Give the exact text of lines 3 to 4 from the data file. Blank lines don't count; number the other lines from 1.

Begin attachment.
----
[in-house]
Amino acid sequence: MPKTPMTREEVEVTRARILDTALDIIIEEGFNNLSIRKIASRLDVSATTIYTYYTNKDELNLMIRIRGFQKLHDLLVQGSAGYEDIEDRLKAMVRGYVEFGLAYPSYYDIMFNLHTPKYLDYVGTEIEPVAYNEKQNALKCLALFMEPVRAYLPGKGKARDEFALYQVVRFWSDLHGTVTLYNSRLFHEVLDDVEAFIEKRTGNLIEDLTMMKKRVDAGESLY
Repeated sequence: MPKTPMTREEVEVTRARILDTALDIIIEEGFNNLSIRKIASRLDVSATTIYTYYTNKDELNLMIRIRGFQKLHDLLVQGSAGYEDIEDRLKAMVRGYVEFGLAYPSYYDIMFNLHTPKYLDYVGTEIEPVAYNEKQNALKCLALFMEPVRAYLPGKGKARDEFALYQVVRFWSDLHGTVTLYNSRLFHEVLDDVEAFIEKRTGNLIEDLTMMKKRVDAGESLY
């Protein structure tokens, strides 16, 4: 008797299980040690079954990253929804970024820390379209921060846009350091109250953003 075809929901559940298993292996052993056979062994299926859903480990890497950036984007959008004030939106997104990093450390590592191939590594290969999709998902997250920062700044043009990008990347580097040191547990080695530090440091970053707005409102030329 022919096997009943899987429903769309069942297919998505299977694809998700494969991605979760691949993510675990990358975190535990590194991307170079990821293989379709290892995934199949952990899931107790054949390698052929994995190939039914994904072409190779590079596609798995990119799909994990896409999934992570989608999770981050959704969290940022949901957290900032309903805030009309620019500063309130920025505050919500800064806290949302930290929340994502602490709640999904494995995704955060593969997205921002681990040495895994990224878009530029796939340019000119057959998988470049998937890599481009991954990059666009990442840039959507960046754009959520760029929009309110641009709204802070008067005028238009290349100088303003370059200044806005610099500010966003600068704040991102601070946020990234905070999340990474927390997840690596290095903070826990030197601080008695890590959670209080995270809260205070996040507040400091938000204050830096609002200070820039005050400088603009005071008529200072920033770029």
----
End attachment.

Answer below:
Repeated sequence: MPKTPMTREEVEVTRARILDTALDIIIEEGFNNLSIRKIASRLDVSATTIYTYYTNKDELNLMIRIRGFQKLHDLLVQGSAGYEDIEDRLKAMVRGYVEFGLAYPSYYDIMFNLHTPKYLDYVGTEIEPVAYNEKQNALKCLALFMEPVRAYLPGKGKARDEFALYQVVRFWSDLHGTVTLYNSRLFHEVLDDVEAFIEKRTGNLIEDLTMMKKRVDAGESLY
């Protein structure tokens, strides 16, 4: 008797299980040690079954990253929804970024820390379209921060846009350091109250953003 075809929901559940298993292996052993056979062994299926859903480990890497950036984007959008004030939106997104990093450390590592191939590594290969999709998902997250920062700044043009990008990347580097040191547990080695530090440091970053707005409102030329 022919096997009943899987429903769309069942297919998505299977694809998700494969991605979760691949993510675990990358975190535990590194991307170079990821293989379709290892995934199949952990899931107790054949390698052929994995190939039914994904072409190779590079596609798995990119799909994990896409999934992570989608999770981050959704969290940022949901957290900032309903805030009309620019500063309130920025505050919500800064806290949302930290929340994502602490709640999904494995995704955060593969997205921002681990040495895994990224878009530029796939340019000119057959998988470049998937890599481009991954990059666009990442840039959507960046754009959520760029929009309110641009709204802070008067005028238009290349100088303003370059200044806005610099500010966003600068704040991102601070946020990234905070999340990474927390997840690596290095903070826990030197601080008695890590959670209080995270809260205070996040507040400091938000204050830096609002200070820039005050400088603009005071008529200072920033770029």